Recent developments in computer technology are providing historians with new ways to see (and perhaps hear, touch, or even smell) traces of the past. These tools and techniques are providing fresh insights and discoveries as well as a new medium for historians to teach and share their knowledge in excitingly innovative and even subversive ways.
Seeing the Past with Computers: Experiments with Augmented Reality and Computer Vision for History is a unique collection of twelve essays that explore the current and potential uses of augmented reality (AR) and computer vision (CV), in historical research, teaching, and presentation.
Augmented reality, once the esoteric pursuit of engineers and computer scientists, has entered the mainstream with smartphones, tablets, popular games, and even wearable computers. Place-based AR applications are an increasingly common feature at heritage sites and museums, and with the improved registering technology made possible by seeing computers, historians can create immersive and multi-faceted learning experiences.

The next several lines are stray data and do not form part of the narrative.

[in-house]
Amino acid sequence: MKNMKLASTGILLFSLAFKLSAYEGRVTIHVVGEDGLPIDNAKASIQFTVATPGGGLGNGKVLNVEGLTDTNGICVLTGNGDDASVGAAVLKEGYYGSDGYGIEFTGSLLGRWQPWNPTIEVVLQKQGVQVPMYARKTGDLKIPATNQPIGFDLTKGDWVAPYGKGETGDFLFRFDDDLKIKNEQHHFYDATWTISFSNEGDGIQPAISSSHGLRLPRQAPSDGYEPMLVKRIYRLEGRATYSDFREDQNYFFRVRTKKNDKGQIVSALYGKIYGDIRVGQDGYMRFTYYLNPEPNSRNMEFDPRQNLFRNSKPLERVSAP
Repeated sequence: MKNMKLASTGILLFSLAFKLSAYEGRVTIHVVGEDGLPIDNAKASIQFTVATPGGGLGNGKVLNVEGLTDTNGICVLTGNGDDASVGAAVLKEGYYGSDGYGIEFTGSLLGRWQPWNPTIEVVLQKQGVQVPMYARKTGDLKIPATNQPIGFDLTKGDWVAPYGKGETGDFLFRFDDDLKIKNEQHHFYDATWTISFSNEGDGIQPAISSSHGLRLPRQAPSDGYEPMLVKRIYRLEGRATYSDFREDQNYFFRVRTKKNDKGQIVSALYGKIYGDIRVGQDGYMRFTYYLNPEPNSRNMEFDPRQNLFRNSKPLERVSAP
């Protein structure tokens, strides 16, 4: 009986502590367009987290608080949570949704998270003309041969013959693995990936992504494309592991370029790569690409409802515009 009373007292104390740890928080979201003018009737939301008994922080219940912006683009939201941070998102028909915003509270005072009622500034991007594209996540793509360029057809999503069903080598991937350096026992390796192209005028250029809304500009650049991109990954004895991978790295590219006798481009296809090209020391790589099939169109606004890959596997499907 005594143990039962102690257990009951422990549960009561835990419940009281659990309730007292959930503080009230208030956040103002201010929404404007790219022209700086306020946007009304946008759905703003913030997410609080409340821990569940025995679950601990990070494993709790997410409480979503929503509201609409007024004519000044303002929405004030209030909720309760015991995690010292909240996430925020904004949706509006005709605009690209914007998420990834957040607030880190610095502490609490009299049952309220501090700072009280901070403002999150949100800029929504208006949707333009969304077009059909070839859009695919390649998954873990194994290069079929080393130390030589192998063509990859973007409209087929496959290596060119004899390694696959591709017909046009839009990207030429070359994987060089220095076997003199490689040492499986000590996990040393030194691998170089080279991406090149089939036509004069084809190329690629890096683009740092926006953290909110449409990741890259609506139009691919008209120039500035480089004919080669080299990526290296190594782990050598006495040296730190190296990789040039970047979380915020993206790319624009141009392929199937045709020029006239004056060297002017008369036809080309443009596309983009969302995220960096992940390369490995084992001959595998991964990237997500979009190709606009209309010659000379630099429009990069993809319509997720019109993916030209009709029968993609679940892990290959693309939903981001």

Computer vision, which is also used in many AR applications, has been employed in a variety of endeavors from industrial production to the security sector. This technology that helps us see the present, is now being directed at past. Research involving thousands of images can now be undertaken to recreate lost or destroyed environments, objects, or discern patterns in vast data sets missed by the naked eye.
Among the varied and often experimental topics explored by the scholars in this book are the use of augmented reality that empowers students to challenge their textbooks; the application of seeing computers to unlock the secrets of Vaudevillian stage magic or the evolution of electronics; hacking facial recognition technology to reveal victims of racism in a century-old Australian archive; and using aural augmented reality to rebuild the soundscape of an iron age village.
Seeing the Past with Computers is the first book to explore uses of augmented reality and computer vision for historical research and presentation. The experts gathered here reflect upon their experiences working with these new technologies, share their knowledge and ideas for best practices, and engage in a theoretical discussion on the implications and future possibilities of augmented reality and computer vision for the study of history.
Thanks to the generous support of the University of Ottawa, the book is available as an open access edition from the University of Michigan Press.